The Real Deep River Blues

Lyrics by Sandy Moffet
Performed by The Too Many String Band

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Image cropped from a SoundCloud profile image of The Too Many String Band.
from Volume II Issue 1 · Fall 2015

There’s a little town on the county line,
’bout two miles past the “Road Closed” sign,
nestled in the middle of the corn and the beans and the hay.
They had a little river, no more than a creek,
The doggone thing never was very deep.
But they called that town Deep River anyway.

They used to have a real good hardware store,
had “locally owned” up over the door,
and it had anything that you’d ever want to buy.
The man at the back could fix anything
that would buzz or whir or whistle or ring,
And the café next door had sixteen kinds of pie.

There was a big old church up on the hill.
There were three kinds of beer at the bar and grill,
and the grass on the softball field was always green.
There were flowers planted all along the road.
The houses’ lawns were always mowed.
It was the prettiest little ol’ town you’d ever seen.

Let it rain, let it sleet.
Cracks in the sidewalk, holes in the street.
That’s the real Deep River blues.
Let the rain come on down.
We’re gonna lose another little town.
That’s the real Deep River blues.

Back in the eighties things went south.
There were two bad years of real hard drouth,
and a man from Texas bought all the little farms around.
The high school grads started movin’ away,
to places they could get more pay,
like West Des Moines or some other big-ass town.

The grocery store was the first to go,
then the hardware closed its door,
and Joe at the tavern said he’d run plum out of luck.
The Wal-Mart at the county seat
set prices so low they couldn’t compete.
‘Deep River was blowin away like an old corn shuck.


Now all these little towns are dyin’ away
like weeds in the pavement on a dry hot day,
no matter how they try to fight defeat.
A few old folks, a couple a dogs,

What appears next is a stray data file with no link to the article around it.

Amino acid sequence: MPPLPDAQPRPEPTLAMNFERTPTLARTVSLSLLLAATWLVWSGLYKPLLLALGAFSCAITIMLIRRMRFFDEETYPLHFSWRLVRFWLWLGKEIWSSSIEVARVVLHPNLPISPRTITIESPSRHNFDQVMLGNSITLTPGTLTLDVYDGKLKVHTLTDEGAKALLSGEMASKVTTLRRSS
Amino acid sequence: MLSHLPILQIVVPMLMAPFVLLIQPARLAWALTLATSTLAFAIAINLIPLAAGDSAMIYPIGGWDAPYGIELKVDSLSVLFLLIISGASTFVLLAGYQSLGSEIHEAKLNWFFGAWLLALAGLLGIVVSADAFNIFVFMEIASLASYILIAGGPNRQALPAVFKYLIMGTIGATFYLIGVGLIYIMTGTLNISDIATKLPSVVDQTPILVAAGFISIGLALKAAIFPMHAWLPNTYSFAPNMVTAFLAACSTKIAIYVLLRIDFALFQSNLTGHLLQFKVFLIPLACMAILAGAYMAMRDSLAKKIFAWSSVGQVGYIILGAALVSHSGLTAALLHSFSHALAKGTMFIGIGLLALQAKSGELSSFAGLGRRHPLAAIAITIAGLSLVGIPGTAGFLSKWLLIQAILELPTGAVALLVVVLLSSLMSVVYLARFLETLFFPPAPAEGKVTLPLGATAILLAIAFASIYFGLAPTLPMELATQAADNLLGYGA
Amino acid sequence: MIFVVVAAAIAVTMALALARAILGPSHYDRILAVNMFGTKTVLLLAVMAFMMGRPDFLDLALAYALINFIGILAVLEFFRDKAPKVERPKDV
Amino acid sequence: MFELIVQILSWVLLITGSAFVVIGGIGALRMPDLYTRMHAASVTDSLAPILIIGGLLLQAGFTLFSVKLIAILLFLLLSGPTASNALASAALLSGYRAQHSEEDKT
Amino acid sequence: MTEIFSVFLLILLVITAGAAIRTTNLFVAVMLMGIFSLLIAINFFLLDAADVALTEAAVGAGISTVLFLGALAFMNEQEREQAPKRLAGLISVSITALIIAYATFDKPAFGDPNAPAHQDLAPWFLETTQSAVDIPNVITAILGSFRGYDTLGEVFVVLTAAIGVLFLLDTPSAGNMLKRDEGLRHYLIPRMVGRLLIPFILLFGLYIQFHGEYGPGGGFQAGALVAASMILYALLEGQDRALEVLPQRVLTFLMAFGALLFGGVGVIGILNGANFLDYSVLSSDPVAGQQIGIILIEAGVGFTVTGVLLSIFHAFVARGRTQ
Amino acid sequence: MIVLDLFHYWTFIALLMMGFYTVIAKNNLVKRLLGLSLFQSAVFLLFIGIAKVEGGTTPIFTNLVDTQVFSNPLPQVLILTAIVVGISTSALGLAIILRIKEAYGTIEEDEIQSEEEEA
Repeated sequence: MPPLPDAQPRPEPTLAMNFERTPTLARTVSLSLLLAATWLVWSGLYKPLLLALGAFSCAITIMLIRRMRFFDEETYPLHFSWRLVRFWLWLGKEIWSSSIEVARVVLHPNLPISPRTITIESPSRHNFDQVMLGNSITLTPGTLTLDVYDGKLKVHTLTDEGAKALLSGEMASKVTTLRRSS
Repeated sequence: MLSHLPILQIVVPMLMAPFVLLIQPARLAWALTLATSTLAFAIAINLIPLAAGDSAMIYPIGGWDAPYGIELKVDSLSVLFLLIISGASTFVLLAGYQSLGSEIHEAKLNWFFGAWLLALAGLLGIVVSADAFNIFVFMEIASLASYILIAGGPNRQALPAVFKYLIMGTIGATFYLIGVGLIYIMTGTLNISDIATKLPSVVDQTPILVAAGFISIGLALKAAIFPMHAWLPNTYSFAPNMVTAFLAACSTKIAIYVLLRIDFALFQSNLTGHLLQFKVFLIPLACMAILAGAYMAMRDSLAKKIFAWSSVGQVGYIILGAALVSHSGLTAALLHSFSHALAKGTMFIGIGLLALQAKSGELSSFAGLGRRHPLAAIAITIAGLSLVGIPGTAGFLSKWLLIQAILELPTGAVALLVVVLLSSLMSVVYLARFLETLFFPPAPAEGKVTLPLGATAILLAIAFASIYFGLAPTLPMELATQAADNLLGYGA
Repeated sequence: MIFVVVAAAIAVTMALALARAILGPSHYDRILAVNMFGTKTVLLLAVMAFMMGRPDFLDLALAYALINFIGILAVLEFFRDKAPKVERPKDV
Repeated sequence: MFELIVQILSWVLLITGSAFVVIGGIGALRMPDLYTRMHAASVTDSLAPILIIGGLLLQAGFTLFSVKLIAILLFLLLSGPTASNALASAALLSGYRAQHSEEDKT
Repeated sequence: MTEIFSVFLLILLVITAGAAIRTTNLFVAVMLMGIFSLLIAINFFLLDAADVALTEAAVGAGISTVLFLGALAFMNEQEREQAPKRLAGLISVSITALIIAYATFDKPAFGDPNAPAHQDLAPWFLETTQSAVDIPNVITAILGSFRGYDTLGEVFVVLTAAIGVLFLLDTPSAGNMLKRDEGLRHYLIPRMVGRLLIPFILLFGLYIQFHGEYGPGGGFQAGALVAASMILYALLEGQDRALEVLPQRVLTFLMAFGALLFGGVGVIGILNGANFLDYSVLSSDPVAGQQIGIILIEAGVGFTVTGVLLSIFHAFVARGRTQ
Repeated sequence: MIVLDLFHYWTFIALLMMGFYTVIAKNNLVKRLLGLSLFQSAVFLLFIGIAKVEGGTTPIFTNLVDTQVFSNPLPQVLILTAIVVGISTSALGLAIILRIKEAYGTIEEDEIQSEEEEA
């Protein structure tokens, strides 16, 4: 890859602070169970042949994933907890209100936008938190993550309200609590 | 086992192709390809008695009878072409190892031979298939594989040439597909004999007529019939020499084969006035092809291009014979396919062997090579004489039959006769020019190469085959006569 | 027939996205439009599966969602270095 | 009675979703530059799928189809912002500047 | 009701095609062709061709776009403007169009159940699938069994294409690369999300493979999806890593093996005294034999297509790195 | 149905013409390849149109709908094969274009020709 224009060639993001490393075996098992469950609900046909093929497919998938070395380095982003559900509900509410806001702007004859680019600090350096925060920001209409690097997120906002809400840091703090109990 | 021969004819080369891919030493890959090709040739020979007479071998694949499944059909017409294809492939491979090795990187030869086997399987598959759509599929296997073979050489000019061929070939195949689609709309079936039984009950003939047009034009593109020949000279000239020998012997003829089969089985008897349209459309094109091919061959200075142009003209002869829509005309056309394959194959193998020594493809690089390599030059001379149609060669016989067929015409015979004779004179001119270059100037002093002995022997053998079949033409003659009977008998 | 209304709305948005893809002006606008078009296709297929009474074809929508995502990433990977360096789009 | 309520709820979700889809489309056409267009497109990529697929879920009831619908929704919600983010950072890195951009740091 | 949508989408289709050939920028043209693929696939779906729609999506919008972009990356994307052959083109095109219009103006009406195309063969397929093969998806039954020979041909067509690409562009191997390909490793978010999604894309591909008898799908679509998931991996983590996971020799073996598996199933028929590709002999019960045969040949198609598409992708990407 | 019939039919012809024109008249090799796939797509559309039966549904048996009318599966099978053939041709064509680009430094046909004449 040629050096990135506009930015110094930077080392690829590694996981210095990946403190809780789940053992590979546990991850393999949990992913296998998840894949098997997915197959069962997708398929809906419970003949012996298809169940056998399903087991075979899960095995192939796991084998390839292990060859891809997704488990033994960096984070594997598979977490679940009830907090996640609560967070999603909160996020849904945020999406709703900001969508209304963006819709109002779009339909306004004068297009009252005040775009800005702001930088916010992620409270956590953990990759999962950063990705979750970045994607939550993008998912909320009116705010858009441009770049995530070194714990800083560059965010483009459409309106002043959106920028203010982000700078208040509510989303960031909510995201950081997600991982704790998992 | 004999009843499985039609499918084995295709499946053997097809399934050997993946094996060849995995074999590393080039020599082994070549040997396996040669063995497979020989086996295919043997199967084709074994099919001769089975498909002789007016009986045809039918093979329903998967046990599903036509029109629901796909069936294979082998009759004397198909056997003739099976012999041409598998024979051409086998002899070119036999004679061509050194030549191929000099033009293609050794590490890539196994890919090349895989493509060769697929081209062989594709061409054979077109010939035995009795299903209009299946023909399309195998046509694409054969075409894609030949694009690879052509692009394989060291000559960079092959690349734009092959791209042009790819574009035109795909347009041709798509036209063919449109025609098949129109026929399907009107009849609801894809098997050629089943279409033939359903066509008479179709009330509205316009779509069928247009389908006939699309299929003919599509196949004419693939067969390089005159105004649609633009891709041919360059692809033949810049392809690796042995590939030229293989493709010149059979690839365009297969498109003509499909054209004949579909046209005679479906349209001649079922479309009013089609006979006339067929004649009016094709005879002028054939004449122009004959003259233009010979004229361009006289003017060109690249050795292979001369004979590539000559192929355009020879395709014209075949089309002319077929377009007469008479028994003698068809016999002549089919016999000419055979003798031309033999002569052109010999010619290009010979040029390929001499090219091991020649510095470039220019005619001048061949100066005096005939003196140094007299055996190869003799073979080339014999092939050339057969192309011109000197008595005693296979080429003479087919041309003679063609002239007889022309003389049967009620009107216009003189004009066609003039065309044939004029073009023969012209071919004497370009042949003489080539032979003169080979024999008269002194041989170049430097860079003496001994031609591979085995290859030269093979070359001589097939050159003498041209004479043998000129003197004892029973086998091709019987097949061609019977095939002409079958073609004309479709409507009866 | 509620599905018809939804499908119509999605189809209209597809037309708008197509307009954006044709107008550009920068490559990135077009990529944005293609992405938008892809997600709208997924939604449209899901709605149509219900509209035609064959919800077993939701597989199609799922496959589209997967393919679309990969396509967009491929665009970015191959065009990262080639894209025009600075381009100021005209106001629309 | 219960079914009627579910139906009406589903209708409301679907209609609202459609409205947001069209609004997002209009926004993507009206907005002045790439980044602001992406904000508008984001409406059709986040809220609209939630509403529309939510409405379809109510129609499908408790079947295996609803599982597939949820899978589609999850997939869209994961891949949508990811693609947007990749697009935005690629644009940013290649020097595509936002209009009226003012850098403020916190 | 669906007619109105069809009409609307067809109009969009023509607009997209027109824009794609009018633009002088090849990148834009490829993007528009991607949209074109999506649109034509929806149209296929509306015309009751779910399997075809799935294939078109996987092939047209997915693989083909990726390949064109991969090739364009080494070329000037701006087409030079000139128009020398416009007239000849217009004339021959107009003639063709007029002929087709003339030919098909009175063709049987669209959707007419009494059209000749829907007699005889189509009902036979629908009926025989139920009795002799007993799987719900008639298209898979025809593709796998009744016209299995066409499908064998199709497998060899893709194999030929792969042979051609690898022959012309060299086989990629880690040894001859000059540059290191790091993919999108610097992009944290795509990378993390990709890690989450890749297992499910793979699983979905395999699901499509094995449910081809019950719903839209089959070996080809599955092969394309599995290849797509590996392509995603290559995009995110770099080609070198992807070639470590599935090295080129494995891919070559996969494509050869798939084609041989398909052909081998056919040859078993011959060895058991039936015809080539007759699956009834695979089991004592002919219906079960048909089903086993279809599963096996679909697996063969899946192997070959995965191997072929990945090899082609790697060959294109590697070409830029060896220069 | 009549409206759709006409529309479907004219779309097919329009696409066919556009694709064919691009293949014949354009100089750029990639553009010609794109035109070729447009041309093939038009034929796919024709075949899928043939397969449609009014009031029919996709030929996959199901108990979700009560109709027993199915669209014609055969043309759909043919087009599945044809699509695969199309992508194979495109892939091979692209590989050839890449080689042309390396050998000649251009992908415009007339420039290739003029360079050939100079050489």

lots all around that are feeding hogs,
and “for sale” written on the buildings all along Main Street.

I had a dream that I’ll relate.
I was at the Mall on the interstate,
on the biggest damn Caterpillar ‘dozer this side of hell.
And I was wrecking every thing,
Target, Menards, and Burger King,
Home Depot, Hooters, Perkins, and Taco Bell.

Then I awoke and put my feet on the ground.
I saw the destruction was the other way around.
These little old towns got nothing’ left to lose.
All over this country it’s goin’ on,
like tree limbs breaking in a bad ice storm.
All that they got is the blues.

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Follow this SoundCloud link to listen to our recording of “The Real Deep River Blues.”

About Author Sandy Moffett
Portrait image of author Sandy Moffett.
Photo courtesy of Sandy Moffett
Sandy Moffett, Emeritus Professor of Theatre at Grinnell College, joined the Theatre Faculty in 1971 and continues to teach and direct plays on campus on occasion. Currently he spends most of his time restoring prairie, writing songs and stories, entertaining his grandchildren, and playing with The Too Many String Band. His most recent short stories are scheduled for publication in The Wapsipinicon Almanac and Gray’s Sporting Journal.